Kristen Soltis Anderson explores U.S. House Speaker Paul Ryan‘s anti-poverty plan for the Washington Examiner.

Billed as the first plank in a six-plank agenda aimed at showing how conservative principles can lead to a more “confident America”, the 35-page document outlines ways that Ryan hopes the House of Representatives will be able to push for reforms to programs that too long have made it hard for people to move up out of poverty.

The Speaker’s ambitious proposal involves doing a better job measuring outcomes to ensure that programs are actually helping the people they are supposed to help. It also focuses on ensuring incentives are aligned so that people who can work are able to participate in the workforce and lift themselves up.

Ryan’s message matters. In a world where many voters – particularly young voters – no longer think that hard work will help you get ahead in America, people are looking for someone to outline how we can all move up in a system that feels rigged against the average person.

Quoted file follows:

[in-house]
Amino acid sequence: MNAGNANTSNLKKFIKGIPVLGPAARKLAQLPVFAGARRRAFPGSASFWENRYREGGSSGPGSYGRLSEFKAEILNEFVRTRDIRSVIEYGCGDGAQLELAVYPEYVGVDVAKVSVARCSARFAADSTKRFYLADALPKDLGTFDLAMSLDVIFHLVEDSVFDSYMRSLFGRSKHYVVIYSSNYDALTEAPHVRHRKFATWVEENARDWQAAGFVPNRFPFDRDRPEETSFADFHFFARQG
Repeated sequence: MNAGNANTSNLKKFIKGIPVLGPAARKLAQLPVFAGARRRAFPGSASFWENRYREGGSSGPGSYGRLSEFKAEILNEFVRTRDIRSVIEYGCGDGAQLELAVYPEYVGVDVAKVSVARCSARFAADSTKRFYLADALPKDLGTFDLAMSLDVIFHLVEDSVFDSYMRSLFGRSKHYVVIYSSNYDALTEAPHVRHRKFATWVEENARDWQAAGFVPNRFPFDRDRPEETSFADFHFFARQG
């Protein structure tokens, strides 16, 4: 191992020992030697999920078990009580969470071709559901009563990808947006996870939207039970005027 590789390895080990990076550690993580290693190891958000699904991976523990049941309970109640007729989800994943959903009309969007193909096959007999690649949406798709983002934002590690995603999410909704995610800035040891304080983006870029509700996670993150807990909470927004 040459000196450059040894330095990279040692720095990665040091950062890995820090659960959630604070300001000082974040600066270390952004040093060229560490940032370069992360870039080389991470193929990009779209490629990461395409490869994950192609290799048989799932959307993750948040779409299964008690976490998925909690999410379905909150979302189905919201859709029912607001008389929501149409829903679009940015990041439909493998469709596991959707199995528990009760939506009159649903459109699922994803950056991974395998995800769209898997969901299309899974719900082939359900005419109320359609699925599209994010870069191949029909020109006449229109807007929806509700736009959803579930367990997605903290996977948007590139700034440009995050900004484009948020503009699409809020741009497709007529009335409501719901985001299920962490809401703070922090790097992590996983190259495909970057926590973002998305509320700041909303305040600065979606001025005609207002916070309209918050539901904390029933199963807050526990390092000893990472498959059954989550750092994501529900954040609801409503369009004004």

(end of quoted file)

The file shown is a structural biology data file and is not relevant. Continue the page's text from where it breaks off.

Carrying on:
For too long, I’ve walked into focus group after focus group and heard thoughtful voters tell me that they view the Republican Party as uncaring, focused on keeping the rich richer and the poor poorer. I know this is light-years away from why I chose to join the Republican Party. Perhaps most eloquently articulated in Arthur Brooks’ The Conservative Heart, the moral case for conservatism and markets as an incredible vehicle for lifting people out of poverty is a powerful one.

I also believe that Ryan’s message is one that could go a long way to repairing the Republican Party’s fortunes with key voter groups. Many Republicans joined the party because they love the Constitution, believe in federalism or want to cut spending, among other reasons. But lots of voters including middle-class voters, might be with the GOP if they thought Republicans cared about people like them and others who are deserving of help.